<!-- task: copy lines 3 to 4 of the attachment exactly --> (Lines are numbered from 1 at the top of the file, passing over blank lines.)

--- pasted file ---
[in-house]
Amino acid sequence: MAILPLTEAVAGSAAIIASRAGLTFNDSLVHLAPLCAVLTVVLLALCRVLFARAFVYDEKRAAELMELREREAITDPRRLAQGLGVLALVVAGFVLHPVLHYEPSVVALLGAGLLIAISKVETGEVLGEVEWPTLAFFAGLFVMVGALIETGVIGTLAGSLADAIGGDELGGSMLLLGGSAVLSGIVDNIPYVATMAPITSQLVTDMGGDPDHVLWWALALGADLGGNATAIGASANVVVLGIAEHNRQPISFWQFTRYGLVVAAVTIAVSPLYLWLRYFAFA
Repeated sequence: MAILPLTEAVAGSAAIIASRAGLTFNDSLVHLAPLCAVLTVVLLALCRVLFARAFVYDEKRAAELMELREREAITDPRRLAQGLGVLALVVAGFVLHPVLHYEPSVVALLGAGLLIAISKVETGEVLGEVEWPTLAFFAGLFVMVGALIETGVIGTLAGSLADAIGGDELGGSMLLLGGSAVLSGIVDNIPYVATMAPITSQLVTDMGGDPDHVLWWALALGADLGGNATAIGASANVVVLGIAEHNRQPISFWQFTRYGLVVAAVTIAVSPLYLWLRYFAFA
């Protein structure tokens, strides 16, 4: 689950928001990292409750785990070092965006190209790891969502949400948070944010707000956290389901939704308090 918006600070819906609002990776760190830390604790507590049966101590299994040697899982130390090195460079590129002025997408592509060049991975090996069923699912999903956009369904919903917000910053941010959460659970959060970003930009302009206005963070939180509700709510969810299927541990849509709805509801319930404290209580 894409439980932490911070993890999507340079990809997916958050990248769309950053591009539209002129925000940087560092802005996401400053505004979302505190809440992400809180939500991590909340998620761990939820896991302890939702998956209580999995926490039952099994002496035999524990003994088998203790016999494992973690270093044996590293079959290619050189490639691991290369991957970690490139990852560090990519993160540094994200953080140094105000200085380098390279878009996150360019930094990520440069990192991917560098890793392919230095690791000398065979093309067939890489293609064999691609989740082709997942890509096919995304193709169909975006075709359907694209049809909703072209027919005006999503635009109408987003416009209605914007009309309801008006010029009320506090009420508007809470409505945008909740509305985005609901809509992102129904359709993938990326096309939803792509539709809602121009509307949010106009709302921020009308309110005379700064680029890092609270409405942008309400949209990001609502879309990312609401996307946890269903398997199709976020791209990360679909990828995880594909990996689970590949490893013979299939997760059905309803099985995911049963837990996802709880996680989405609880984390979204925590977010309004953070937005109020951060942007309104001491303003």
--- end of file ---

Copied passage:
Repeated sequence: MAILPLTEAVAGSAAIIASRAGLTFNDSLVHLAPLCAVLTVVLLALCRVLFARAFVYDEKRAAELMELREREAITDPRRLAQGLGVLALVVAGFVLHPVLHYEPSVVALLGAGLLIAISKVETGEVLGEVEWPTLAFFAGLFVMVGALIETGVIGTLAGSLADAIGGDELGGSMLLLGGSAVLSGIVDNIPYVATMAPITSQLVTDMGGDPDHVLWWALALGADLGGNATAIGASANVVVLGIAEHNRQPISFWQFTRYGLVVAAVTIAVSPLYLWLRYFAFA
């Protein structure tokens, strides 16, 4: 689950928001990292409750785990070092965006190209790891969502949400948070944010707000956290389901939704308090 918006600070819906609002990776760190830390604790507590049966101590299994040697899982130390090195460079590129002025997408592509060049991975090996069923699912999903956009369904919903917000910053941010959460659970959060970003930009302009206005963070939180509700709510969810299927541990849509709805509801319930404290209580 894409439980932490911070993890999507340079990809997916958050990248769309950053591009539209002129925000940087560092802005996401400053505004979302505190809440992400809180939500991590909340998620761990939820896991302890939702998956209580999995926490039952099994002496035999524990003994088998203790016999494992973690270093044996590293079959290619050189490639691991290369991957970690490139990852560090990519993160540094994200953080140094105000200085380098390279878009996150360019930094990520440069990192991917560098890793392919230095690791000398065979093309067939890489293609064999691609989740082709997942890509096919995304193709169909975006075709359907694209049809909703072209027919005006999503635009109408987003416009209605914007009309309801008006010029009320506090009420508007809470409505945008909740509305985005609901809509992102129904359709993938990326096309939803792509539709809602121009509307949010106009709302921020009308309110005379700064680029890092609270409405942008309400949209990001609502879309990312609401996307946890269903398997199709976020791209990360679909990828995880594909990996689970590949490893013979299939997760059905309803099985995911049963837990996802709880996680989405609880984390979204925590977010309004953070937005109020951060942007309104001491303003």